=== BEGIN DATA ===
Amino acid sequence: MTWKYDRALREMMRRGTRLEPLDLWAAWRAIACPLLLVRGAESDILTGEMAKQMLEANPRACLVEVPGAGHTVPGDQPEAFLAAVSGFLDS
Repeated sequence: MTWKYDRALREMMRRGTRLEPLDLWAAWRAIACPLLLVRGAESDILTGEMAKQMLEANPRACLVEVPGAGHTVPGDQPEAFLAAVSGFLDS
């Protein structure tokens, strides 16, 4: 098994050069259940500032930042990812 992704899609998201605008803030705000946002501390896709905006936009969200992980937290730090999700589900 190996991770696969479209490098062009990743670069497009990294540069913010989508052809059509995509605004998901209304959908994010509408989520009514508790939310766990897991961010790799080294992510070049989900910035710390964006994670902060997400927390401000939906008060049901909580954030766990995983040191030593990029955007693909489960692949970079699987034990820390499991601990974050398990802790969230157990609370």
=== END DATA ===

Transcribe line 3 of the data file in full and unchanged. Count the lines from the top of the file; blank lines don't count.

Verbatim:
């Protein structure tokens, strides 16, 4: 098994050069259940500032930042990812 992704899609998201605008803030705000946002501390896709905006936009969200992980937290730090999700589900 190996991770696969479209490098062009990743670069497009990294540069913010989508052809059509995509605004998901209304959908994010509408989520009514508790939310766990897991961010790799080294992510070049989900910035710390964006994670902060997400927390401000939906008060049901909580954030766990995983040191030593990029955007693909489960692949970079699987034990820390499991601990974050398990802790969230157990609370």